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Through the busy concourse flowing up and down the thoroughfares from dawn to dusk, street-criers took their way, bearing wares upon their heads in wicker baskets, before them on broad trays, or slung upon their backs in goodly packs. And as they passed, their voices rose above the general din, calling "Fair lemons and oranges, oranges and citrons!" "Cherries, sweet cherries, ripe and red!"

The church was his, especially his, since he had restored it entirely at his own expense, the rectory, a lop- sided, half-timbered house, built in the fifteenth century, was his, the garden, full of flowering shrubs, carelessly planted and allowed to flourish at their own wild will, was his, the ten acres of pasture-land that spread in green luxuriance round and about his dwelling were his, and, best of all, the orchard, containing some five acres planted with the choicest apples, cherries, plums and pears, and bearing against its long, high southern wall the finest peaches and nectarines in the county, was his also.

"Would you like to?" he asked. "Yes, more particular in fruit garding. We can eat cherries and strawberries, and pelt each other. What you say?" Mr. Dolman looked out of the open window. He was pretty certain that his wife by this time was absent in the village. The clock on the mantelpiece pointed to half-past eleven; the early dinner would not be ready until one o'clock.

"Oh! fie, Master Johnny," said Mary. "Johnny, my love," said Mrs Easy in a coaxing tone, "come now will you go?" "I'll go in the garden and get some more cherries," replied Master Johnny. "Come, then, love, we will go into the garden." Master Johnny jumped off his chair, and took his mamma by the hand.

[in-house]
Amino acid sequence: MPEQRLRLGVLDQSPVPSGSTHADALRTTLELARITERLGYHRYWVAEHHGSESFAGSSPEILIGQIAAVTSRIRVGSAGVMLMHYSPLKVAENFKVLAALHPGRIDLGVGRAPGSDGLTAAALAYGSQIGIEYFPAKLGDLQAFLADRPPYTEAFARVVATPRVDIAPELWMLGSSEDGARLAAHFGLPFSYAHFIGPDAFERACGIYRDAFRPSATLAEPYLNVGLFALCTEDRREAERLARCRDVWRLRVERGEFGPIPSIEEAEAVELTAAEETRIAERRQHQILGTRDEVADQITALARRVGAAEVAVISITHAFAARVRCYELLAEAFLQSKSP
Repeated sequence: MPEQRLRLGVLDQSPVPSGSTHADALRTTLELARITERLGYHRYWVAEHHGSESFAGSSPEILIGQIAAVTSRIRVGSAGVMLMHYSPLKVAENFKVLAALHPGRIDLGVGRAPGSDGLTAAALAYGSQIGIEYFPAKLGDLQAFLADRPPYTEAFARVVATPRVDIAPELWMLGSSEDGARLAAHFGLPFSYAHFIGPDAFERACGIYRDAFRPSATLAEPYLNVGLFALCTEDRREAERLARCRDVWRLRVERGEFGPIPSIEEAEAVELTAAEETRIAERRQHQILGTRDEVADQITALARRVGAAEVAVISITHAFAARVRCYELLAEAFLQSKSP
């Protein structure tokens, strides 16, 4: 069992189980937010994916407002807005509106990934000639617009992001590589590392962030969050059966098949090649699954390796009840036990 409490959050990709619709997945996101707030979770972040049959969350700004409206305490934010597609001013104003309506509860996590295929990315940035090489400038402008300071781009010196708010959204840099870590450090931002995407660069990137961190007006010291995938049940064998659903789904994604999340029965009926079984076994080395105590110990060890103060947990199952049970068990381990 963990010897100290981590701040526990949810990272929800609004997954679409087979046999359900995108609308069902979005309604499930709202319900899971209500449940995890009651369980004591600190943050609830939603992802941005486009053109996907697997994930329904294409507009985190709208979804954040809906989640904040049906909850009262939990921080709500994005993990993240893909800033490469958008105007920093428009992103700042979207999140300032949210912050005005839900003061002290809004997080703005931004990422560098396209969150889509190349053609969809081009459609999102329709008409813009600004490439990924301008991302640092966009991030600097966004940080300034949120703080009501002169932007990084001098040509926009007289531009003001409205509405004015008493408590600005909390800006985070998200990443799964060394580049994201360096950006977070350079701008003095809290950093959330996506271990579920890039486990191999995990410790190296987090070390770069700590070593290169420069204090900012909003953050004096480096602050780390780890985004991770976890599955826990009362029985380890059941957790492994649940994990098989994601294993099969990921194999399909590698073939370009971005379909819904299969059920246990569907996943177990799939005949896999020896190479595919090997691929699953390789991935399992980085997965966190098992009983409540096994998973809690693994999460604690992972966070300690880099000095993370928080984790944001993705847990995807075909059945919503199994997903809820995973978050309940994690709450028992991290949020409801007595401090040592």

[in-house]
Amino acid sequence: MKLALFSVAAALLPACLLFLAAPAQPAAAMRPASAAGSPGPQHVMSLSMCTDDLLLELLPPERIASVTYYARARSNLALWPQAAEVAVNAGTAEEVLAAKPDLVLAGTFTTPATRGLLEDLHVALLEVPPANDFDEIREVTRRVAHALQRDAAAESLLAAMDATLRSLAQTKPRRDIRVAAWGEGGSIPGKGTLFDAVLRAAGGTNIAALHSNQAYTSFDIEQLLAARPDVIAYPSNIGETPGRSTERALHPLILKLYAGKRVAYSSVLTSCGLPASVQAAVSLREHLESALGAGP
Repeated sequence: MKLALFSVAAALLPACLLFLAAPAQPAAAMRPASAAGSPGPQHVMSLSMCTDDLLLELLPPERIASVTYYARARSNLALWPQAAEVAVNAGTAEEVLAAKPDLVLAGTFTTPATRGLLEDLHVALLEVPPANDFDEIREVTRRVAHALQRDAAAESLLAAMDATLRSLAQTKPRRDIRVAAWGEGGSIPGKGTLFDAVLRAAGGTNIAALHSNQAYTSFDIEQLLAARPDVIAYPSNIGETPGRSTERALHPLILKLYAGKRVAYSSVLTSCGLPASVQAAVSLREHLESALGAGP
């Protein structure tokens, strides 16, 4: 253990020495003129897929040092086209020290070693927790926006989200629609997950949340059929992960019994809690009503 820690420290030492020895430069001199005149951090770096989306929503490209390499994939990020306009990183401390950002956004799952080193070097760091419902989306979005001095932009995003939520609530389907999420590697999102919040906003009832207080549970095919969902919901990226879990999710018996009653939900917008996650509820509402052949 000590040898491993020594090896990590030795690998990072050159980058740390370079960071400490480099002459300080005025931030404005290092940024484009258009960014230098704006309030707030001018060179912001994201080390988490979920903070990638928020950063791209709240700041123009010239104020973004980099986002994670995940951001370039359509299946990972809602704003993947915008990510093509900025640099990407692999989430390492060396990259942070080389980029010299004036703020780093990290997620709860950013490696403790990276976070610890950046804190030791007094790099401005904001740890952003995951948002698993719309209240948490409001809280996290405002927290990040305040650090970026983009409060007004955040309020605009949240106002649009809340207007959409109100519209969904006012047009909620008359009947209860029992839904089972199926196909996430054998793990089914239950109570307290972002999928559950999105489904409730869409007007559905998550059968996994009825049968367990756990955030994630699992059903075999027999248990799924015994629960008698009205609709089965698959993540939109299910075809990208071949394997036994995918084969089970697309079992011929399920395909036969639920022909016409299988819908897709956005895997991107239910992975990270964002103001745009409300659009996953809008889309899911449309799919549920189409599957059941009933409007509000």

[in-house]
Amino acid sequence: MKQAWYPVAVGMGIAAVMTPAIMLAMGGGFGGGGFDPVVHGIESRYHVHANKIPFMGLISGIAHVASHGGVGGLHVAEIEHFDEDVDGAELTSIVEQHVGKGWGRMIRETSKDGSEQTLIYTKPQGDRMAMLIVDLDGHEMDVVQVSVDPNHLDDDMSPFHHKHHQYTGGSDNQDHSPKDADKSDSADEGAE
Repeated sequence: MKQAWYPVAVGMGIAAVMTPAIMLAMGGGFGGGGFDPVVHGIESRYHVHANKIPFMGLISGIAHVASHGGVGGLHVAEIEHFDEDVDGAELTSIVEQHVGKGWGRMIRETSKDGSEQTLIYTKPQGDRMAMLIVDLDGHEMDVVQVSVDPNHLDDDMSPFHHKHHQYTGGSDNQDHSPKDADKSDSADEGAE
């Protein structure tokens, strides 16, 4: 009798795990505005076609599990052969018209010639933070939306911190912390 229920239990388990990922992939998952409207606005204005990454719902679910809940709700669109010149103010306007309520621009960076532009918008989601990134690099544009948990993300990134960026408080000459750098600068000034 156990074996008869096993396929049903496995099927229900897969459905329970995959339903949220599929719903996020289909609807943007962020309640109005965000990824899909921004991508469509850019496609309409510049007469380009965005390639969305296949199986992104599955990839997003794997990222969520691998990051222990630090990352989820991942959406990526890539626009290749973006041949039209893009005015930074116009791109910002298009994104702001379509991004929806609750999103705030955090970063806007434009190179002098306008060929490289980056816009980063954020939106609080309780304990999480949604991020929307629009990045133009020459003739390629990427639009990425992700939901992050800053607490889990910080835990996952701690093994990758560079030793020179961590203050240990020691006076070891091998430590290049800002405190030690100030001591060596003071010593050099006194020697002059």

While the troops were passing, Count Bismarck had the kindness to point out to me the different organizations, giving scraps of their history, and also speaking concerning the qualifications of the different generals commanding them. When the review was over we went to the Count's house, and there, for the first time in my life, I tasted kirschwasser, a very strong liquor distilled from cherries.

There is, however, a small black cherry still grown in this and other parts of Hampshire and Surrey called the "Merry," from the French merise, and it was natural that when cherries were abundant the merry would also be plentiful. The word "dumb" is an archaic synonym for "damson," and the same rule would apply between it and the plum, as with the cherry and the merry.

That tree was rather avoided for some days, or it may have been let alone merely because others were ripening; so that Mrs. Cobb got her cherries, and I sent Mrs. Walter some also for the excellent loan of her veil and gaiters.

"She's the swellest girl in these parts" this with the air of a man who had weighed many feminine charms and found them wanting. "Has she eyes like stars, lips like cherries, neck like a swan, and a laugh like a ripple of music?" Pearl asked eagerly. "Them's it," Tom replied modestly. "Then I'd go, you bet!" was Pearl's emphatic reply. "There's your mother calling."

Rotundity is a patent charm; as for smoothness the more new wrinkles a woman acquires, the smoother she becomes. Ileen was a strictly vegetable compound, guaranteed under the Pure Ambrosia and Balm-of-Gilead Act of the year of the fall of Adam. She was a fruit-stand blonde strawberries, peaches, cherries, etc.

Oh dear, I have just remembered that I have to be back now and drink some hot coffee and milk, because Miss Dorner says that the afternoons are so frightfully long in the country they have to be interrupted. At that time I always used to get from the garden some apples or cherries or whatever else there was, and they always tasted so awfully good.

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